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Judge not, lest you too lose your situational awareness

Posted by Steve Sweeney
on Thursday, May 18, 2017

And so it begins.

Brandon Bostian surrendered to police in Philadelphia today (May 18) to face criminal charges of involuntary manslaughter, among other things, related to the May 2015 crash of Amtrak Northeast Regional train 188. That crash killed eight passengers and injured hundreds more on-board. Bostian was the Amtrak engineer at the throttle when the crash happened.

Local prosecutors declined to charge Bostian for lack of evidence of a crime and the National Transportation Safety Board decided earlier this year that the engineer simply lost “situational awareness.” Undeterred, victims’ families took a less-used route to secure charges from the Pennsylvania Attorney General’s office anyway. Hearing and trial dates have yet to be announced.

Meanwhile, in Canada, former Montreal, Maine & Atlantic Engineer Tom Harding is set to go to trial in Quebec in September — along with three former co-workers — on charges of criminal negligence causing death. You might remember the event they are tied to: The July 6, 2013, wreck and firestorm that killed 47 people and destroyed much of downtown Lac-Mégantic, Quebec. Prosecutors there took a year to gather evidence, but ultimately charged Harding and the others. A report from Canada's Transportation Safety Board outlined a series of missteps that led to the loaded crude oil train rolling downhill, gaining speed, and causing havoc.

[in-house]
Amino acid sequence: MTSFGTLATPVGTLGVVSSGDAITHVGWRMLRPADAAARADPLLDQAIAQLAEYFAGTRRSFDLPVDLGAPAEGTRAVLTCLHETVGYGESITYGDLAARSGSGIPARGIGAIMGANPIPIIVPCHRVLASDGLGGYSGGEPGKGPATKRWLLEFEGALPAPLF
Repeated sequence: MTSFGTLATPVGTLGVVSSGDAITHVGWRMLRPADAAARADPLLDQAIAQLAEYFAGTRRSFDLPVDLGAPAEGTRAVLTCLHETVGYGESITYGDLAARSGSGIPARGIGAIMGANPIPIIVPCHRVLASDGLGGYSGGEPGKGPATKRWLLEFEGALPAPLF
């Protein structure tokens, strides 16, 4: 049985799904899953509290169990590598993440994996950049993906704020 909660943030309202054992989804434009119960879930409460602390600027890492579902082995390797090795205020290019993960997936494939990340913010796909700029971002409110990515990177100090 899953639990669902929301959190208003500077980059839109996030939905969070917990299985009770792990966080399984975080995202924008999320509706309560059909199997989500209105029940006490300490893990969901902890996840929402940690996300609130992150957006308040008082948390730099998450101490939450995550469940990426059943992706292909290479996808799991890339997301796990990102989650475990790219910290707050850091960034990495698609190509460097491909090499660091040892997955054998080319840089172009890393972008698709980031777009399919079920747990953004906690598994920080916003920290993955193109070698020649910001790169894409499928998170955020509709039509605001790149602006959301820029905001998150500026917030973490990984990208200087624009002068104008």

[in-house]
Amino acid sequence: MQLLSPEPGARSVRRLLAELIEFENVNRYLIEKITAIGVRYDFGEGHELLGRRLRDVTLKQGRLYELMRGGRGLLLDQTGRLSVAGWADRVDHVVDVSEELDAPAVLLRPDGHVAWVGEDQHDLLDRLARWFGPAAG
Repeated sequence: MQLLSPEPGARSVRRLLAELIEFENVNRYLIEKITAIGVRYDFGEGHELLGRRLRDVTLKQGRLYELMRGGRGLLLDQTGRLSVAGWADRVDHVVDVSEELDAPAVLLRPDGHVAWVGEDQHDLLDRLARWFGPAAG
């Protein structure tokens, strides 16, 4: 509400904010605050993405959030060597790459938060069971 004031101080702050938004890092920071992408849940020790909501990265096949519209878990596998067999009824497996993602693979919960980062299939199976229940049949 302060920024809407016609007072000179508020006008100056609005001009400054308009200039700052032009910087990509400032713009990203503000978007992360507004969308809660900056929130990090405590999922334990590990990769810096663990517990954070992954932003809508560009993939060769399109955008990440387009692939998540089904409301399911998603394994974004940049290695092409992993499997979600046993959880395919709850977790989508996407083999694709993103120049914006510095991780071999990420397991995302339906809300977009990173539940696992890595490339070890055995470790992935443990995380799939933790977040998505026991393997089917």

The cases are similar. Each feature one person alone in a locomotive cab and in charge of a train at or about the time it caused lots of death and destruction. Oh, and one other thing: Victims and their survivors (and prosecutors) want a pound of flesh.

So when it comes, brace yourself for media coverage from Philadelphia and greater Montreal that paints both men in the worst light possible. Bostian, a railfan, couldn't possibly be a serious professional because he "likes trains," some might argue.

Expect that few in the media will get the operational details of railroading correct, at least at first. (You owe me a nickel for every time a reporter talks about "parking brakes" and "emergency brakes." You owe me a dime every time Harding and Bostian are called "drivers.")

Oh, and expect the painfully obvious to be absent: The downside risk of leaving an engineer alone in a locomotive cab is that sooner or later, a human will make a mistake, or a system mistake will overtake the engineer that cannot be corrected.

In Harding's case, the Canadian Transportation Safety Board said the now bankrupt and gone MM&A had a "weak safety culture that did not have a functioning safety management system to manage risks."

For Bostian, NTSB report writers make it clear that they believe an installed and operational positive train control system would have prevented his loss of awareness from causing a disaster.

In light of the what we know so far, are these engineers guilty of crimes? Should they be exculpated for undetected organizational failures? That's for judges and juries to say.

For our part, Trains editors and contributors will report on the latest from both trials in print and on News Wire as they unfold, offering you context you can't get anywhere else.

Only what you would expect. Only from Trains.

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